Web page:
But with the way that technology has constantly been improving, the role of the editors has been nearly erased. Rather than waiting for and hoping that the editors will publish what you’ve written, reporters can take a video of anything interesting that they see and post it to their computers and the internet for the readers to view.

Professional journalists are scared of citizen journalists.

We are now living in a one-click world and citizen journalists are now able to snap pictures, take videos, take audio of anything going on even quicker than a typical journalist could at times. This ability could steal viewers from the professional journalist and attract them to that citizen journalist’s publication.

You must have news that interacts with the audience nowadays.

Traditional journalists would find a story, report the news and that was it. Now, they must worry about getting the viewers involved and interacting with them to keep them engaged. This transition can be difficult for some.

Guest speaker: BJ Koubaroulis

31 03 2011

BJ Koubaroulis, George Mason University graduate in ’04, began writing high school level sports, getting the most access and “real people” who enjoy doing what they’re doing.

He had an early recommendation for us young journalism students:

Work at a small place early to get learning experience and make mistakes.

By doing so, you’ll gain experience and be able to get published without having extreme pressure and demand of needing to be perfect.

He eventually focused his energy into adding another element into his repertoire in order to be able to compete better. He added a video element to his game which helped him stand out amongst his other journalists at the Washington Post. It gave him more power as a writer having another aspect to add to it.

As important as it is to have unique abilities in one particular area, BJ made an important point to talk about the necessity of being able to do everything — writing, radio, television, video, internet.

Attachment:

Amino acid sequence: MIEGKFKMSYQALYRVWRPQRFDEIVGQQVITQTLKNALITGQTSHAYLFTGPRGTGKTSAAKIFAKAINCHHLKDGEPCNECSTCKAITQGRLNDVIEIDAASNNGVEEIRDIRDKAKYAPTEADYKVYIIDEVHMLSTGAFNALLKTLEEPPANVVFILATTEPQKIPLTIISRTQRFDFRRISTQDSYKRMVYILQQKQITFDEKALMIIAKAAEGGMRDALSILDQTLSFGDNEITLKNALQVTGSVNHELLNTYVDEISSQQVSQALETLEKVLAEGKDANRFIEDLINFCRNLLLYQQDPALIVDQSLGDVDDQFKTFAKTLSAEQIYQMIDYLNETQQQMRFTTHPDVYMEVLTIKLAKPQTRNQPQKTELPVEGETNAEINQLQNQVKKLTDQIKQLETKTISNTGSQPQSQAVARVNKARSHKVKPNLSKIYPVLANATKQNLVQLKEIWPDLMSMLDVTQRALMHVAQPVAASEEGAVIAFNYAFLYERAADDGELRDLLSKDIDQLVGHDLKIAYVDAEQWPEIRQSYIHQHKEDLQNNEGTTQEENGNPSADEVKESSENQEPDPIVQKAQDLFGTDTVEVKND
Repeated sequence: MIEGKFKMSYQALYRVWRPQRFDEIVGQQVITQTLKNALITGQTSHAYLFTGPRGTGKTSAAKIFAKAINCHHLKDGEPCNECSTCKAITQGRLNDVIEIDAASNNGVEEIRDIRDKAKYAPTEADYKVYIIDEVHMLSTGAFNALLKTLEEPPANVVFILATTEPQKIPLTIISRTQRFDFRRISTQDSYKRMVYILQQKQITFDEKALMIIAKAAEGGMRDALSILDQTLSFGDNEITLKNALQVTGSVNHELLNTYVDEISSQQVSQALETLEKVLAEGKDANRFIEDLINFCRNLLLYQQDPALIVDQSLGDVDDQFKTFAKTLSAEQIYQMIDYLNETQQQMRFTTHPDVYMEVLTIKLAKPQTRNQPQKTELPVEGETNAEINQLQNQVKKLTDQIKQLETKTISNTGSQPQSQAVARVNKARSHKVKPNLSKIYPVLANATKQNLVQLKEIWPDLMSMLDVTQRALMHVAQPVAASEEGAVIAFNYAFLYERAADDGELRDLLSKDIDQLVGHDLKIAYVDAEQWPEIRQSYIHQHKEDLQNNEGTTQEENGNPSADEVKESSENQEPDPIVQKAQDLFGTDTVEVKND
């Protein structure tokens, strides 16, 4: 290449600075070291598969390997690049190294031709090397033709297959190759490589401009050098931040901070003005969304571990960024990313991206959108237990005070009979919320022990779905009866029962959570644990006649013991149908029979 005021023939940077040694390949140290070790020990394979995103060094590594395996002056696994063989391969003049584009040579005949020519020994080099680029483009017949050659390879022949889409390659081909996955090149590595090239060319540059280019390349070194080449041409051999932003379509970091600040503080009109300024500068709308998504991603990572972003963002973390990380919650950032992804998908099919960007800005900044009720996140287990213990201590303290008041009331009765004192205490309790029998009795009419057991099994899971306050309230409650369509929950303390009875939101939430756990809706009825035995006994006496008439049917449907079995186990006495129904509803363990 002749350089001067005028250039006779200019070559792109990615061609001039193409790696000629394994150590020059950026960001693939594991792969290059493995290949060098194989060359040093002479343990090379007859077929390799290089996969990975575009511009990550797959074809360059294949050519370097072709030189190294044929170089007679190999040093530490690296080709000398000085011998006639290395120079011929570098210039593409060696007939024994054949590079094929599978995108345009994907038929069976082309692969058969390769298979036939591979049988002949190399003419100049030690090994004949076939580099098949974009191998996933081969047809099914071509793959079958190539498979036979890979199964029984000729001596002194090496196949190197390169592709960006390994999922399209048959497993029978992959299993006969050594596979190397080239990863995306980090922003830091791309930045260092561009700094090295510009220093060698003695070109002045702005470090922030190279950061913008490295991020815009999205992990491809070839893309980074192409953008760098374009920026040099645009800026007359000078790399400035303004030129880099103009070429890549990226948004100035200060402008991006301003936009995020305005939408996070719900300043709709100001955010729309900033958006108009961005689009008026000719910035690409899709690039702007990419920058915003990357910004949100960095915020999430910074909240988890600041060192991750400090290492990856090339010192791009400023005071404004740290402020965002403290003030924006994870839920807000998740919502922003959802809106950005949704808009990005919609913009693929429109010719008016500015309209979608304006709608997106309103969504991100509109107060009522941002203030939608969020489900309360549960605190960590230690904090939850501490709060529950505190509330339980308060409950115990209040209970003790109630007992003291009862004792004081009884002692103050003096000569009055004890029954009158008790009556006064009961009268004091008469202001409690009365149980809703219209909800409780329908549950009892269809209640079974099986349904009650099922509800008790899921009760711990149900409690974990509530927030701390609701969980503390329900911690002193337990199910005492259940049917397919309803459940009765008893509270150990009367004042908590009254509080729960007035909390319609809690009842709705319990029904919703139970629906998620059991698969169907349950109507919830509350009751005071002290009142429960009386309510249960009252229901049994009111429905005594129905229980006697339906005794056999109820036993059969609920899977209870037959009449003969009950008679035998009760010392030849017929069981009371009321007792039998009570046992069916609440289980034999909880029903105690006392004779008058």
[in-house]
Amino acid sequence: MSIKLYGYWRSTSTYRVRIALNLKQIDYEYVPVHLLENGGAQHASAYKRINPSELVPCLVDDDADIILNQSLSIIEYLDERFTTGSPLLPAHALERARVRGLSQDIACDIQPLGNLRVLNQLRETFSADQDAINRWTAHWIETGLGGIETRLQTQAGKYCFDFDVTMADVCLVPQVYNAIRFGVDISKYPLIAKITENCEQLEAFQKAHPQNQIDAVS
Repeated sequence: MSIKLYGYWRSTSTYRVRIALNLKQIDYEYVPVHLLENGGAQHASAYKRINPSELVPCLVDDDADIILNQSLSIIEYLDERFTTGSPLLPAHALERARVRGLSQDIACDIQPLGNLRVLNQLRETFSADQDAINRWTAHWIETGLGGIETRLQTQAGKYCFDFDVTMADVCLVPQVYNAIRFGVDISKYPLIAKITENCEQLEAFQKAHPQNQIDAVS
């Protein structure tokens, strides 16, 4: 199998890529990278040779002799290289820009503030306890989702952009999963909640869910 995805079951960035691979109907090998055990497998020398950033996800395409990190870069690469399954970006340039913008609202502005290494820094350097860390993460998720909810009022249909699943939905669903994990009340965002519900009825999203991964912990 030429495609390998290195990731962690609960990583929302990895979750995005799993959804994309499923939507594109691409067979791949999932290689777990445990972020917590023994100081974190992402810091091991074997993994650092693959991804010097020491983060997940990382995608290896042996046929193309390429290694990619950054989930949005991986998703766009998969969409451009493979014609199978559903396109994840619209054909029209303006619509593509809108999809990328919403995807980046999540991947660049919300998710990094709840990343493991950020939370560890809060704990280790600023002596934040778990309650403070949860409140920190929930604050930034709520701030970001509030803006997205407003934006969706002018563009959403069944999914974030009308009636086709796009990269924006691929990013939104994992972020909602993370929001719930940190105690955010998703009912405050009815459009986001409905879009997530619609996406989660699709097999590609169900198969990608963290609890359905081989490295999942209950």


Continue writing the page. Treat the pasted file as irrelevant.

By being able to do everything, you’ll be able to do your one “specialty’ even better than you thought. If you’re unwilling to change, you will get left behind.

He showed us a virtual tour that he created about Mason’s campus. It was incredibly cool to see.

The four necessities to become a real backpack journalist:

  • Camera
  • Computer
  • Microphone
  • Work hard

The major takeaways from BJ’s speech:

  • Do as much as you can
  • Don’t be satisfied with the ability to do one thing
  • You need to be able to do everything

Guest speaker: Mark Potts

29 03 2011

Mark Potts, creator of Washingtonpost.com, showed us how journalism works without using the typical inverted pyramid, who/what/when/where/why style.

He showed us how good Wikipedia can be, despite its reputation.

He also showed us how Facebook was used as a storytelling device as well as Storify.

How to get the audience involved:

  • Crowdsourcing (at both local and hyperlocal levels)
  • Comments
  • Facebook

When creating a blog, know what you do and do it best.

People who blog do it to be an authority in their community and to be respected for their passionate dedication rather than for money. These same people want their audience to become passionate and care.

The blogs tell people what is going on in that specific community that is not being covered by anyone else.

  • Computational journalism: Using the computer to tell stories
  • API: Giving people ability to create data tables

As a Twitter user, Potts surprisingly felt that it was not a useful tool except for publicity. When he posts a new blog on his site, he will post that URL on his Twitter and gets many hits from that.